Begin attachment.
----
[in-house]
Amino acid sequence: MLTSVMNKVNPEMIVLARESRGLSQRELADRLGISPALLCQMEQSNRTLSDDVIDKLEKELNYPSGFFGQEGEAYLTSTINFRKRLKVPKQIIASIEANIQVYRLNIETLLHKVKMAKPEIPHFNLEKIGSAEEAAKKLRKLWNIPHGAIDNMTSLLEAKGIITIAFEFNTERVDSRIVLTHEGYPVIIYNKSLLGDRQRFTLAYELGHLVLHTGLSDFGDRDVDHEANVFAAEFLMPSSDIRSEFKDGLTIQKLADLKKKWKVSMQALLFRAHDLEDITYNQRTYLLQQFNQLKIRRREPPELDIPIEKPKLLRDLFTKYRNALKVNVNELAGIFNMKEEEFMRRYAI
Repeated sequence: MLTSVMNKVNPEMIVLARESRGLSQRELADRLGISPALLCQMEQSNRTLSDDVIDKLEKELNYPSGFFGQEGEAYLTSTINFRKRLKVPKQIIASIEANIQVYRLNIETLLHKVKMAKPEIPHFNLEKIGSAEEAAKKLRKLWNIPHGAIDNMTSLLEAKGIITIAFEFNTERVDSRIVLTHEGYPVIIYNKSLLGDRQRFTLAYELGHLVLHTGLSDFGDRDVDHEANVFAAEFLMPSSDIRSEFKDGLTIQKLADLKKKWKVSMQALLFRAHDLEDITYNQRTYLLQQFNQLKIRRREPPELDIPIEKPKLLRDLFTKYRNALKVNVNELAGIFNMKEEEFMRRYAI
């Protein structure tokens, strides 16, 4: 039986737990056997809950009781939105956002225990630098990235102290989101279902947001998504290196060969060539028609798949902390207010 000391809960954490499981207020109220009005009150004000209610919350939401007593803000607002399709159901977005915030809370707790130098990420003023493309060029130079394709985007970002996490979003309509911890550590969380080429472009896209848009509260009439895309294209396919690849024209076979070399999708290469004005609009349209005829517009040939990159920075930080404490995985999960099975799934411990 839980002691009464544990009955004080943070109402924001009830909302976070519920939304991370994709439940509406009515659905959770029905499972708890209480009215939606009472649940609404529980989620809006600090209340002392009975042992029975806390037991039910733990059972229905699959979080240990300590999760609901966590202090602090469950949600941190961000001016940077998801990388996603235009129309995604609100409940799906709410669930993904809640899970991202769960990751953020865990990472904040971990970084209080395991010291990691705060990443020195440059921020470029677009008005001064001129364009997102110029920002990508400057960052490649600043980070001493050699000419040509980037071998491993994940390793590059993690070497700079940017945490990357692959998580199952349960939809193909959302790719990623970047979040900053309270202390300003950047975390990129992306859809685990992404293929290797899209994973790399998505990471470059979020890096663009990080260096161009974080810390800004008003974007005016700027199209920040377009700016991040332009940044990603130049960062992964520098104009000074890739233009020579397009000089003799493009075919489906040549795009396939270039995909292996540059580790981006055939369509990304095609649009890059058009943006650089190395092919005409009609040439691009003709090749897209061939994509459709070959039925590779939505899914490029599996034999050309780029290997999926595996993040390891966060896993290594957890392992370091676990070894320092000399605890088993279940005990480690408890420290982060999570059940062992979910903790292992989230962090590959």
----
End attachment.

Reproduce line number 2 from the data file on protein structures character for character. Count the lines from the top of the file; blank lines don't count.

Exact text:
Amino acid sequence: MLTSVMNKVNPEMIVLARESRGLSQRELADRLGISPALLCQMEQSNRTLSDDVIDKLEKELNYPSGFFGQEGEAYLTSTINFRKRLKVPKQIIASIEANIQVYRLNIETLLHKVKMAKPEIPHFNLEKIGSAEEAAKKLRKLWNIPHGAIDNMTSLLEAKGIITIAFEFNTERVDSRIVLTHEGYPVIIYNKSLLGDRQRFTLAYELGHLVLHTGLSDFGDRDVDHEANVFAAEFLMPSSDIRSEFKDGLTIQKLADLKKKWKVSMQALLFRAHDLEDITYNQRTYLLQQFNQLKIRRREPPELDIPIEKPKLLRDLFTKYRNALKVNVNELAGIFNMKEEEFMRRYAI